Let’s be honest – no one gets excited about spending time or money working on their employee handbook. Many employers think that their ten-year-old handbook is fine, and they take the approach of “if it ain’t broke, don’t fix it.” Right? Wrong. I can almost promise you that something in your handbook is broken – and you just don’t know it – yet.
Employment laws continue to change and evolve. Your organization continues to change and evolve. If you have not updated your handbook to meet those changes, then you may be in peril.
Having overhauled a dozen handbooks just since the pandemic began, here are my top 10 issues that I commonly see with employee handbooks that can become problems if not addressed:
- Does your handbook expressly prohibit discrimination based on sexual orientation and gender identity? It better following the Supreme Court’s 2020 decision in Bostock v. Clayton County that brought sexual orientation and gender identity under the protections of Title VII.
- Do you give light-duty accommodations for employees who suffer workplace injuries so they can still work? If so, then you may consider providing the same type of light-duty accommodations for pregnant employees, as well as expressly addressing pregnancy accommodation in your handbook.
- Do you pay employees for short-term absences related to things like jury duty and bereavement but not for short-term military service? If so, then you may be violating federal law.
- Does your handbook state that employees who do not return to work at the end of their 12 weeks of FMLA-protected medical leave (or after any arbitrary period of time) will be automatically terminated? I hope not, because federal law may require you to give the employee additional unpaid leave as a reasonable accommodation for a disability.
- Can you prove that every single one of your employees received a copy of the employee handbook? If not, then you may have a hard time defending a sexual harassment lawsuit when the plaintiff says that he/she never received a copy of your harassment policy and/or procedure for reporting sexual harassment.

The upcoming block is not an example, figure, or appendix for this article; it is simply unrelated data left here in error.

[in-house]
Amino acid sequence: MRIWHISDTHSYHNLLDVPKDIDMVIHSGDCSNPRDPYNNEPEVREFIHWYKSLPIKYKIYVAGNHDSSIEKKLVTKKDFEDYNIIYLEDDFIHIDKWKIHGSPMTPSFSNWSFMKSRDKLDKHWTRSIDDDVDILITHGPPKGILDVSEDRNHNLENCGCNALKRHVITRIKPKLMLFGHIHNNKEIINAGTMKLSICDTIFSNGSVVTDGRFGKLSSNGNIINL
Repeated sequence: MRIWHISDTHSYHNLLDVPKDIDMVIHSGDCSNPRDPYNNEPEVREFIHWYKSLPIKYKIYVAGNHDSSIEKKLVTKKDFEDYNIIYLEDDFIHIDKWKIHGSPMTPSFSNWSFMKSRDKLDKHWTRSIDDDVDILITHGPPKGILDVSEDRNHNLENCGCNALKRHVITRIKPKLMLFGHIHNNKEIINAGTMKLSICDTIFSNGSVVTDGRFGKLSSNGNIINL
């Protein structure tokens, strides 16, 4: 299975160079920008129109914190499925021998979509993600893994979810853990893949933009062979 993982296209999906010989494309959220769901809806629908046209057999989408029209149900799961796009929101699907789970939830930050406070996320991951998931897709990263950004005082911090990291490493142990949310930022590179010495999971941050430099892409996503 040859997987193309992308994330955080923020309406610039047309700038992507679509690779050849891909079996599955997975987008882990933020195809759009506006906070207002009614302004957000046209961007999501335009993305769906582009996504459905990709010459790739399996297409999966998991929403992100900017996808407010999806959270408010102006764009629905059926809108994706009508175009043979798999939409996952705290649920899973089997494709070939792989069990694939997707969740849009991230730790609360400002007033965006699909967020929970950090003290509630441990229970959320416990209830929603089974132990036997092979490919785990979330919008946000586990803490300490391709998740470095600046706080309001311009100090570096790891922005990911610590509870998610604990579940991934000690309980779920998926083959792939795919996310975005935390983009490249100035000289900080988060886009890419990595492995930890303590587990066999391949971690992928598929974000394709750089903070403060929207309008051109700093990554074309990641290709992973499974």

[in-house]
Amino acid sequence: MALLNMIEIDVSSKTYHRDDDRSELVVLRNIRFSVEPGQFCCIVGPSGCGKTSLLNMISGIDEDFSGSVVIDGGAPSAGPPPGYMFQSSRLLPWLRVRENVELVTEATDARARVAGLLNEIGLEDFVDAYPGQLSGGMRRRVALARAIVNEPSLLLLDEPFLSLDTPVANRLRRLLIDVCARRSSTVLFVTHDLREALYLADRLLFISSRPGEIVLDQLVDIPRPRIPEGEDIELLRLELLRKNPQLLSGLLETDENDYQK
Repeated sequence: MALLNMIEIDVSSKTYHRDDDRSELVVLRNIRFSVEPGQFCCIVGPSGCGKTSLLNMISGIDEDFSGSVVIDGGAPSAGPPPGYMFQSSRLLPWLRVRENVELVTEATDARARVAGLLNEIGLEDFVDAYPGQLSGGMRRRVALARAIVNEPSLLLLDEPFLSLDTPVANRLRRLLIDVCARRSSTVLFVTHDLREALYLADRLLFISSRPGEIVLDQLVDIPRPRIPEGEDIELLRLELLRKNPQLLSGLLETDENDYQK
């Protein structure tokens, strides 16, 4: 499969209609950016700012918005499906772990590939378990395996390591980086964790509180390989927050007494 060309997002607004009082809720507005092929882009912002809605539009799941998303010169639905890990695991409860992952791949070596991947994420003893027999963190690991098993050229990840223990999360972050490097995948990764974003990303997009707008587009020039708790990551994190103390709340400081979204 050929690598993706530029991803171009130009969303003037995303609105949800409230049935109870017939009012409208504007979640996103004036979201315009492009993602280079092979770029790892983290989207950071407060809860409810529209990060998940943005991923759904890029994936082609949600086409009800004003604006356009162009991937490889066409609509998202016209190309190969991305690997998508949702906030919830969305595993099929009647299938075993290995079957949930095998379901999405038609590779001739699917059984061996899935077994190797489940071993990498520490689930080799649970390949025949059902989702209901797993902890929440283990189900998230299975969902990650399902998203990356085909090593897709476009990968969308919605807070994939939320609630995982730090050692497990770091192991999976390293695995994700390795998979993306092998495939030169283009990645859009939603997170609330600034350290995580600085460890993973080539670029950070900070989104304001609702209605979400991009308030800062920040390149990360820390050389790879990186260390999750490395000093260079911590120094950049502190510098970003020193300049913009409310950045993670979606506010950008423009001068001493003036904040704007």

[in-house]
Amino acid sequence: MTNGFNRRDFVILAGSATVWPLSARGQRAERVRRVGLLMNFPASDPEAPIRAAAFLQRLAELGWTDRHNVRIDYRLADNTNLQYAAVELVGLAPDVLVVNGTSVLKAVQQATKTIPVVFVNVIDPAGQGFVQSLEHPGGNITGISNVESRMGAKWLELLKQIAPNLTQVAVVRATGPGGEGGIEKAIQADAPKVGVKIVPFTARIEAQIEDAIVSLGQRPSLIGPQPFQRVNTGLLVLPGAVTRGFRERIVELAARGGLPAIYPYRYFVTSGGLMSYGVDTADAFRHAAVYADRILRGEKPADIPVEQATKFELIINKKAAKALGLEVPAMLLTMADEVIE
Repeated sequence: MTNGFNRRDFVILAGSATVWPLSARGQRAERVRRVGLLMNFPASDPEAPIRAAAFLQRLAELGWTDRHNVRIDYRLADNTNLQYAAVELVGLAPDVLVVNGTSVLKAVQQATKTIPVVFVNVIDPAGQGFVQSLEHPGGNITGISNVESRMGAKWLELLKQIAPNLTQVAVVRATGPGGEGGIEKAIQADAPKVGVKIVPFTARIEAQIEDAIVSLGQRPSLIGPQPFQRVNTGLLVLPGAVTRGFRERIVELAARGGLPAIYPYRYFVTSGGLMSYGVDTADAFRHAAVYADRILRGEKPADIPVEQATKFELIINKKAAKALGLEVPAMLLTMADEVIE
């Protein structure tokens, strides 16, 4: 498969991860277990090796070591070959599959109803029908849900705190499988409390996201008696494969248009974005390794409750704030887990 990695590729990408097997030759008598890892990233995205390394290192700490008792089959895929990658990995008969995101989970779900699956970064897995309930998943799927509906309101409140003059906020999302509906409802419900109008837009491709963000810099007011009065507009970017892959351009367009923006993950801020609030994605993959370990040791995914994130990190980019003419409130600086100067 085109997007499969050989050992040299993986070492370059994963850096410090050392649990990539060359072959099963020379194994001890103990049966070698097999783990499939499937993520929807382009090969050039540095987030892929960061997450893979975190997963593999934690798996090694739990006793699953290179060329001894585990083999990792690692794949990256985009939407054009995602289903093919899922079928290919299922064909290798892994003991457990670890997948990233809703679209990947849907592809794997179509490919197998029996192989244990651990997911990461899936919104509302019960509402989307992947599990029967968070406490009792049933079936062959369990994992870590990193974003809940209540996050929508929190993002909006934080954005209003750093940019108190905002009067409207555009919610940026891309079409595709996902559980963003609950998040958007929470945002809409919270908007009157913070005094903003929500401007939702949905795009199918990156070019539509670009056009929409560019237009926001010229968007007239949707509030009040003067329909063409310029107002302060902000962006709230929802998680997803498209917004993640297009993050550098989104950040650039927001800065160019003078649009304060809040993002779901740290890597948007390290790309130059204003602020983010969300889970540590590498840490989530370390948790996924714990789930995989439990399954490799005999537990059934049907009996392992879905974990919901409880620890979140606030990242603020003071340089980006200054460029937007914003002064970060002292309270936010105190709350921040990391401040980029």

- Do you have employees working remotely, or otherwise, outside of the state(s) where you typically conduct business? Then you better be sure that your policies and practices comply with the laws of those states, too, which may require policy addendums in some instances.
- Does your handbook promise progressive discipline (e.g., three strikes and you’re out) that you do not follow? This could be a breach of contract in some states or used against you as evidence of unlawful discrimination under some circumstances.
- Does your employee handbook prohibit employees from discussing their wages and other terms of their employment with other employees or third-parties? If so, then you may have already violated the National Labor Relations Act, which, by the way, applies to both unionized and non-unionized employers.
- Do you have a policy related to nursing mothers? Federal law and some state laws require employers to give a nursing mother a time and place to express breast milk.
- Finally, has your handbook kept up with recent changes brought on by the Covid-19 pandemic? I think we can all agree that, for better or worse, the pandemic has changed how and where people work. Employers more frequently use policies for remote working, mandatory vaccinations, flexible paid time off, and other things that were not given much consideration only a few years ago. Some of those policies which have been adopted “on the fly” over the past months and years may need to be incorporated into your handbook.
Yes, I know – employee handbooks are not exciting. But an updated, accurate, and legally compliant handbook provides an important opportunity to communicate with employees and avoid misunderstandings and disputes, as well as protecting the organization if a dispute arises. But having a legally deficient handbook can, in some instances, be worse than not having one at all. Governmental agencies are out in force, and employment lawsuits are on the rise. So, if your employee handbook predates the pandemic, then it’s probably time for a checkup.
Employers looking for help with updating their employee handbooks may contact any member of Butler Snow’s Labor and Employment group.